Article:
I’ve been otherwise occupied (the reasons for that will be apparent soon), but I’ve also been sneaking a peek at all the arguments about what the iPad means (or rather, what a bunch of pundits would like to think it might mean) for a nebulous something called “the future of computing”.
I hate to break it to you, guys, but there is hardly any “future” left in the word “computing” as far as the mass market is concerned.
And that’s simply because the very definition of computing has been constantly evolving, and fast going the way of the appliance – it’s just that most of the people complaining about that have been involved in it far too deep and for far too long to pay attention to the outside of it.
People who buy computers don’t want computers, they want solutions, mostly in the same way that people who buy mobile phones don’t want phones, they want to communicate – and, of course, there are a lot more ways to these days to communicate besides talking, but that’s not my point.
But since I brought up the mobile angle… A great example of future shock on the mobile side that I personally found pretty funny is that Nokia, the very company that touted their N-series devices as “multimedia computers”, has had such a knee-jerk reaction – focusing on their bulk but quite handily omitting the fact that the vast majority of their handsets (in terms of volume sold) are nowhere near “smart”.
Nokia are still the largest logistics company in the industry, but personally I’d have stayed put and not written anything, regardless how much Steve irked me – especially if I was in charge of social media, where Ovi isn’t exactly making bundles of cash (last time I checked they clocked in at between 1-2% of Nokia’s overall revenue, and that was way before they started giving stuff away for free).
And yeah, I know some folk at Nokia think of me as an Apple fanboy. I don’t think they even realize what I actually do for a living or how much their top tier line-up is unsatisfactory to customers… but that is the sort of discussion that warrants both another post1 and another reference to my disclaimer.
Anyway, there’s another kind of narrow-mindedness making the rounds – the one that points to the iPad as the end of tinkering or as limiting creativity.
Out of respect for a bunch of people, I’m going to avoid the “this is not for creative persons” meme here – I first became aware of it here at Tim Bray’s and watched bemusedly as it was brayed (sorry, re-blogged and re-posted) by the usual “me too” folk, and rate it as much of a knee-jerk reaction as Nokia’s.
So I’ll just pick up Mark Pilgrim’s brilliant and passionate piece as a way of introducing the tinkering topic and start out by saying that having spent most of my working life straddling the computing and mobile industries, I have my own particular view on the whole thing, and to explain it to you I have to tell you a story of sorts.
The Really, Really Hard Stuff
My father was a diamond cutter – the whole story’s probably worth a book in and by itself, but the short of it is that he worked as a jeweler, displayed a knack for gems, and eventually retired at the peak of his profession (to the point of turning down an offer to work for De Beers), all the while always joking about how cut diamonds are just “pretty rocks” – he literally didn’t care about the value of them, but rather about the problem of turning them into the best possible gemstones.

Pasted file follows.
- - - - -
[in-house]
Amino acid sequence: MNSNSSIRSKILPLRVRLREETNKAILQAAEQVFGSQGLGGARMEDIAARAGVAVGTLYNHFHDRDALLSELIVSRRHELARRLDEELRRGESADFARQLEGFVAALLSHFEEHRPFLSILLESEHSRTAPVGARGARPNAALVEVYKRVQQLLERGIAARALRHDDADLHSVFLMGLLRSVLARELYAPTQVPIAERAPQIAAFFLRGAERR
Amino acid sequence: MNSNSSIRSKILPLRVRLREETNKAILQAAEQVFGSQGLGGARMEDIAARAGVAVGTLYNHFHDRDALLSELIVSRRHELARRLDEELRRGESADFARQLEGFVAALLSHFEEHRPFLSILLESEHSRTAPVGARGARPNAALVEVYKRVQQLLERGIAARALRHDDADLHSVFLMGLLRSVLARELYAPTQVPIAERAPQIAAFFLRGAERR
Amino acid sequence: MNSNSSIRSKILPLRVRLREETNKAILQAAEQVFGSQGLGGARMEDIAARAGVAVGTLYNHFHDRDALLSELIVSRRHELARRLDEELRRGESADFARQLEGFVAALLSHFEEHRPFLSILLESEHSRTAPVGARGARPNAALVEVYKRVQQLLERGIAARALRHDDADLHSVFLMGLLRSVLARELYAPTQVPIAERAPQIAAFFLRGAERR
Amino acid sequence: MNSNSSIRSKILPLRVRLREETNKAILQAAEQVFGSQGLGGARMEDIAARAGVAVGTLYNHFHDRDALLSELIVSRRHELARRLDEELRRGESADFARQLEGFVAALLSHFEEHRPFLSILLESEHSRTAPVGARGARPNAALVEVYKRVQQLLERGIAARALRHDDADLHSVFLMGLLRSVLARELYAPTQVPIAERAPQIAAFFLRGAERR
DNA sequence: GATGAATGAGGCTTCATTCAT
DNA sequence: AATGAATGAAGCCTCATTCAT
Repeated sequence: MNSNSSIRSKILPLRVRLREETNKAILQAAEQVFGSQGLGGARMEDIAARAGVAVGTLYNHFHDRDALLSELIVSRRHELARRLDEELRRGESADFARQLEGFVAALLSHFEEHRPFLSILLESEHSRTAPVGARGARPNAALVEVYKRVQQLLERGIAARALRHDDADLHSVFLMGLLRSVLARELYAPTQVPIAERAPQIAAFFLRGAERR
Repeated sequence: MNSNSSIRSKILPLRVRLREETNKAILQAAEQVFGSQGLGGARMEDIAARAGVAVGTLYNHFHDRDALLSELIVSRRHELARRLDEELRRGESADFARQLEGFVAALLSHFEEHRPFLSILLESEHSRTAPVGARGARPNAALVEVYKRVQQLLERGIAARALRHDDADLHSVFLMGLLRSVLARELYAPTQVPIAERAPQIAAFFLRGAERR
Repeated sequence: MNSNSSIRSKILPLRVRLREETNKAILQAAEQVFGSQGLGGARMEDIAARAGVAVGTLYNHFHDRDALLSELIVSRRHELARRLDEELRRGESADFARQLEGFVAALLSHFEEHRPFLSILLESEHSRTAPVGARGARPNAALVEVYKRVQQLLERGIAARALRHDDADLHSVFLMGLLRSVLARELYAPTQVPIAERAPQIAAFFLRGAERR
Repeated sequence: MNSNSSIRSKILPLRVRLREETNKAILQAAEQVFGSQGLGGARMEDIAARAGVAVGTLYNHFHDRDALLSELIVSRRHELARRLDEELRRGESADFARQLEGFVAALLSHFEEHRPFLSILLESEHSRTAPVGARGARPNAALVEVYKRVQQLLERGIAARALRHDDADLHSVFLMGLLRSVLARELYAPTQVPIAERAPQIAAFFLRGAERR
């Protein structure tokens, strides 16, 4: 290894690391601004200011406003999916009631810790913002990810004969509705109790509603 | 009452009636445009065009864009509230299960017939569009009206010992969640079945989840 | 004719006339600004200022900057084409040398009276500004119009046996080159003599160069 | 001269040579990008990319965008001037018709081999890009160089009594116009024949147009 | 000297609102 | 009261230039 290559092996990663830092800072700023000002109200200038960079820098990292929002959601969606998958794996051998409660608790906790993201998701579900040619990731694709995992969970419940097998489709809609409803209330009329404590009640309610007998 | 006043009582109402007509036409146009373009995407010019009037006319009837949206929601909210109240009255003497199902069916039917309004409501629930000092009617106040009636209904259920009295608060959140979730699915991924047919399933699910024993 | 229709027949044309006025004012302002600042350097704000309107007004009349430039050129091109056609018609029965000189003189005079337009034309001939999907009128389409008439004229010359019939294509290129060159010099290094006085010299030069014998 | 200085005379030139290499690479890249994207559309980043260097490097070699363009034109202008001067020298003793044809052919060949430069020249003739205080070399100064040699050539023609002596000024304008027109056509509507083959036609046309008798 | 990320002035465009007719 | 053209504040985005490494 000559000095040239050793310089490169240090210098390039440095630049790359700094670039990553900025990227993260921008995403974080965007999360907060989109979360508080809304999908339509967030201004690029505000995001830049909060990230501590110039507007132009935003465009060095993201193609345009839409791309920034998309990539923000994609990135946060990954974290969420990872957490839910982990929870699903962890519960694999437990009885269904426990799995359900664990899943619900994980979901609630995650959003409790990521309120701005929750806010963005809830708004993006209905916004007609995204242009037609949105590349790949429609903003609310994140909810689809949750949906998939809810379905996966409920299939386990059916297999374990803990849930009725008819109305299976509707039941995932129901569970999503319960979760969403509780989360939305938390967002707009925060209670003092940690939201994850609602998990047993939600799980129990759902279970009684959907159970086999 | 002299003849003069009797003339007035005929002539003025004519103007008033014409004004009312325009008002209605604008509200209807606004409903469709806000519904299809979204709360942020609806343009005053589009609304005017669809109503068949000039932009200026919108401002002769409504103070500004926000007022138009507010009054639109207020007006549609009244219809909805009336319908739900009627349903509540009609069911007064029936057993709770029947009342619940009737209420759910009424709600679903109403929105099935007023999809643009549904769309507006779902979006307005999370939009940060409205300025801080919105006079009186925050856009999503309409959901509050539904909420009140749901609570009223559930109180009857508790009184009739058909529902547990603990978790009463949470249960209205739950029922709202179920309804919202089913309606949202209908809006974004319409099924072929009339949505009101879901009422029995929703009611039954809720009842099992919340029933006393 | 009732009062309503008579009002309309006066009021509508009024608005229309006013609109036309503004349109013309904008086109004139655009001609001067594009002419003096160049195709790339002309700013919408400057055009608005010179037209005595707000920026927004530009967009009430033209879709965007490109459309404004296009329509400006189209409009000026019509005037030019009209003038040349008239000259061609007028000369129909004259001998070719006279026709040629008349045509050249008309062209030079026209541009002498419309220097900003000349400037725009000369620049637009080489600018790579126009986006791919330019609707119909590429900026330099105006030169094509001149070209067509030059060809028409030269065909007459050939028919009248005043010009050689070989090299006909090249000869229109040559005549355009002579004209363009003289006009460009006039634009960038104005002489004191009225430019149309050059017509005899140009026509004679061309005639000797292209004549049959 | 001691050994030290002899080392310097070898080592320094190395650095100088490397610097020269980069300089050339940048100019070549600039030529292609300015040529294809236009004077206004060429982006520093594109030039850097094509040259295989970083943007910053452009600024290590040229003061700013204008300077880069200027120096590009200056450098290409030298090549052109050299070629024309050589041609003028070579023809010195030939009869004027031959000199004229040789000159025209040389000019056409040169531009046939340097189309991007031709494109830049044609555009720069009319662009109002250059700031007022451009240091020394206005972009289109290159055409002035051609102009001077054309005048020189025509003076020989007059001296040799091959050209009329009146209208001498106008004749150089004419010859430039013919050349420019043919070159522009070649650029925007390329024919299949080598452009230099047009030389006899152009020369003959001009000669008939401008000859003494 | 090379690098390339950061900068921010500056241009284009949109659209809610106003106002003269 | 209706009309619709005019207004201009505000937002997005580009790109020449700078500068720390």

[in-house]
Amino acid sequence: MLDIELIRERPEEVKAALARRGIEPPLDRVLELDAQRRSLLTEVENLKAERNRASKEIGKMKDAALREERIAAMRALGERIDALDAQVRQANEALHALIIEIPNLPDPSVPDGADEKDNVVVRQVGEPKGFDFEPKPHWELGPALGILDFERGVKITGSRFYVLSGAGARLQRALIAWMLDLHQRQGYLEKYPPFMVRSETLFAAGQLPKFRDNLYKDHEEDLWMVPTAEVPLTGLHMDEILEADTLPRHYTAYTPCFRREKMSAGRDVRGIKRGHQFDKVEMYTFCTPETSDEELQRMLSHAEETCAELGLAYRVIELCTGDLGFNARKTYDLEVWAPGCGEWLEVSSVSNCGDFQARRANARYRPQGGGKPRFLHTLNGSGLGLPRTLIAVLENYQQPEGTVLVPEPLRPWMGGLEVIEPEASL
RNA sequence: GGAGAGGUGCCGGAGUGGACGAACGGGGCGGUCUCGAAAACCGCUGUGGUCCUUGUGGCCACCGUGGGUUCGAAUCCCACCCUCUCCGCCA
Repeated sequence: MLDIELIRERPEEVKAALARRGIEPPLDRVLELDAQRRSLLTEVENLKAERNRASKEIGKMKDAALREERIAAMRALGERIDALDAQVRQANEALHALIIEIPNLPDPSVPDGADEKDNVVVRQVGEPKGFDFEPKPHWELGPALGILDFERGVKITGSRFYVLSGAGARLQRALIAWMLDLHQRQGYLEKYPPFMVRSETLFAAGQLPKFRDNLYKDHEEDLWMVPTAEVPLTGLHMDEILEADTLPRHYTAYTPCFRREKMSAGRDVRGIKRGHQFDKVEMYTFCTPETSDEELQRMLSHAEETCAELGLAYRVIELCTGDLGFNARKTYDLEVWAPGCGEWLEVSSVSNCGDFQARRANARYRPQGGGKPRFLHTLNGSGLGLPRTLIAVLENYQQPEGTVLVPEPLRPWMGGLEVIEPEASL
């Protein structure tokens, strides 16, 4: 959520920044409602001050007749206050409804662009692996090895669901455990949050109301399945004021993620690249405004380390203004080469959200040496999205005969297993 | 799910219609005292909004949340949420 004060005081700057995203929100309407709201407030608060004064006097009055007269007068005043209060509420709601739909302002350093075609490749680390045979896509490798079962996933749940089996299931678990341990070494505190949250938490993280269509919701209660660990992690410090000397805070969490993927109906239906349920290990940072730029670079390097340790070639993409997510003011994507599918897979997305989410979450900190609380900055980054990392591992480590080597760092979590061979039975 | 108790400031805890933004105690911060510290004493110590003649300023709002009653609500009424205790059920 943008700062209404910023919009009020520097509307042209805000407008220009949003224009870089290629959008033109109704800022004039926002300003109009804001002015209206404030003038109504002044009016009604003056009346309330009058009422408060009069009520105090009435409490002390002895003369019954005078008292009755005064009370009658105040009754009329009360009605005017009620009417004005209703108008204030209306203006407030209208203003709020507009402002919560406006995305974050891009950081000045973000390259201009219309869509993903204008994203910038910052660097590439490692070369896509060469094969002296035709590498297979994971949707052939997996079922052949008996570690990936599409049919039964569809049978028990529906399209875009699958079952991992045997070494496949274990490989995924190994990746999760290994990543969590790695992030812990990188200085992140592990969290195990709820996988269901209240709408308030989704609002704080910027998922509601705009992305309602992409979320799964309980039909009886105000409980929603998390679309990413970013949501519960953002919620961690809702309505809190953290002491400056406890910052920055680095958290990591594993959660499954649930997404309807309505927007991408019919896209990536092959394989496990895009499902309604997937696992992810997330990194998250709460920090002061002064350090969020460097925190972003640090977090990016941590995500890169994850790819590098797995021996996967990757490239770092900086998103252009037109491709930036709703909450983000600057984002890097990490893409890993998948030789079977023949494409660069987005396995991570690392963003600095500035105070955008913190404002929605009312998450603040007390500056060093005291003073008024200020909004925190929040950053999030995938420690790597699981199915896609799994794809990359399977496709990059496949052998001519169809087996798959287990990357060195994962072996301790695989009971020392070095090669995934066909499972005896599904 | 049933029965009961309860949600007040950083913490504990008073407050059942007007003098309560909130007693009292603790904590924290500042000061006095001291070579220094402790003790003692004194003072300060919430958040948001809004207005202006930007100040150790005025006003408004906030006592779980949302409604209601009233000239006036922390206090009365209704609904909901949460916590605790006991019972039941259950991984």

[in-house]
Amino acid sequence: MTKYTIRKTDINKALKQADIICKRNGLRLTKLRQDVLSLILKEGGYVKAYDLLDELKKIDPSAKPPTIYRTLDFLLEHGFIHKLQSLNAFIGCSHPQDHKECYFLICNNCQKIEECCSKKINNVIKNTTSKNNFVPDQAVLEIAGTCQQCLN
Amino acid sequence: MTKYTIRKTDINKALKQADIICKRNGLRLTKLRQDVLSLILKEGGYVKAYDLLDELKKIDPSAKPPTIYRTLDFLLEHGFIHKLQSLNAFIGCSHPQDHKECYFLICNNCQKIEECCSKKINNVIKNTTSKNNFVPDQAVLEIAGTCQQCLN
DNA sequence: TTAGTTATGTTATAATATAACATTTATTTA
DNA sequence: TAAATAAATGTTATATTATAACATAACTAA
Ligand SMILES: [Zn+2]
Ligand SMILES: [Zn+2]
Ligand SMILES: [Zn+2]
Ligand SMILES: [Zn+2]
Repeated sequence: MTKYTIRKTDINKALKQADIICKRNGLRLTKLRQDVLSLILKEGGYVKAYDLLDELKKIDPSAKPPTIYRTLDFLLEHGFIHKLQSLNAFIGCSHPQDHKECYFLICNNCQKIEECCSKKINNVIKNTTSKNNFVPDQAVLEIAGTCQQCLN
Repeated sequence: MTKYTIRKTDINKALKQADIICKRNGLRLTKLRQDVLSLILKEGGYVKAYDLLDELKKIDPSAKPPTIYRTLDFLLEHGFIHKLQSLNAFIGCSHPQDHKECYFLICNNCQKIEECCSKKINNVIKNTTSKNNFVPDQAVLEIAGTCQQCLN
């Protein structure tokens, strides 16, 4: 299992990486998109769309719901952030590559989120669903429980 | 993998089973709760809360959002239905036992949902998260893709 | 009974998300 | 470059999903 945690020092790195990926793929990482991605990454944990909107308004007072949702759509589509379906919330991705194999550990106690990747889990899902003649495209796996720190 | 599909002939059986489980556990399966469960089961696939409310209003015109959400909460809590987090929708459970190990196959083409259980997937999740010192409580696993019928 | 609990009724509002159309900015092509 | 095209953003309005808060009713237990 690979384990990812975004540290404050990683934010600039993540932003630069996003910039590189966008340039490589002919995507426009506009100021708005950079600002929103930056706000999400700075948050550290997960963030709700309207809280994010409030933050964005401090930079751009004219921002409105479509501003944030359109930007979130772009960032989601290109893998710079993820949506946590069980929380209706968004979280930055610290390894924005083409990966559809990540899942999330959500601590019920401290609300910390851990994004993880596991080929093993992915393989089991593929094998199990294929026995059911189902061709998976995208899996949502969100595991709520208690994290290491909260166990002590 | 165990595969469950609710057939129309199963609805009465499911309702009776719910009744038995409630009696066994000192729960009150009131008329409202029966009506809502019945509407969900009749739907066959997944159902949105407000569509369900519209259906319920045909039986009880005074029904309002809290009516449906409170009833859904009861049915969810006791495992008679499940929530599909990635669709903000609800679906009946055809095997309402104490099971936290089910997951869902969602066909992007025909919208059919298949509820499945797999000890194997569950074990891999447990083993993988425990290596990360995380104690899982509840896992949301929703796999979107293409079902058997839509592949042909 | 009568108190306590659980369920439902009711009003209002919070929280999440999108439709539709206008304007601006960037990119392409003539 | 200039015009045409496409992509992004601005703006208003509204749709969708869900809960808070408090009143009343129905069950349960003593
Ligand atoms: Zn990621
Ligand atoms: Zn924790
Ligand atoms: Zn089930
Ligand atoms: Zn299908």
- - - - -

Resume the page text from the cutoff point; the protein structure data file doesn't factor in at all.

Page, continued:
His job was of the kind that required as much art as maths if it was to be done properly, not just because diamonds don’t shard themselves into nice faceted little rocks but because there were always two key metrics associated with cutting a stone:
- how much of the material you kept after removing all the impurities (i.e., weight)
- the quality you got out of the final shape (i.e., the amount of light the stone refracted and reflected internally to look shiny)
My father happened to be good at designing ways to do both by painstakingly working out with a slide ruler the maths and steps required to cut the stones into a particular shape (or rather, a style, but a documented and repeatable one), as well as finding ways to better classify the raw stock and increasing the probability that you’d actually be able to get a good yield out of any given batch of stones2.
It was the actual hit-and-miss process of turning them from raw, uncut material into actual jewels that he honed to a smooth precision, and in a business of minutiae, he not just found an edge but also carved his own niche out of it3.
And he kept up with it – as my father’s slide rule and painstakingly calligraphed tables slowly mutated into Excel spreadsheets (he’s still a whiz at it) and the copper disks impregnated with diamond dust were replaced with cutting lasers, he kept polishing that edge.
And all the while he busied himself at home with carpentry and hobby electronics to a point where you’d be very hard pressed not to call him a “hacker” in the straight sense of the word – even if it wouldn’t ordinarily make sense to apply that term to building furniture (yes, folks, IKEA hasn’t been around for ever) and fixing or building all sorts of gadgetry.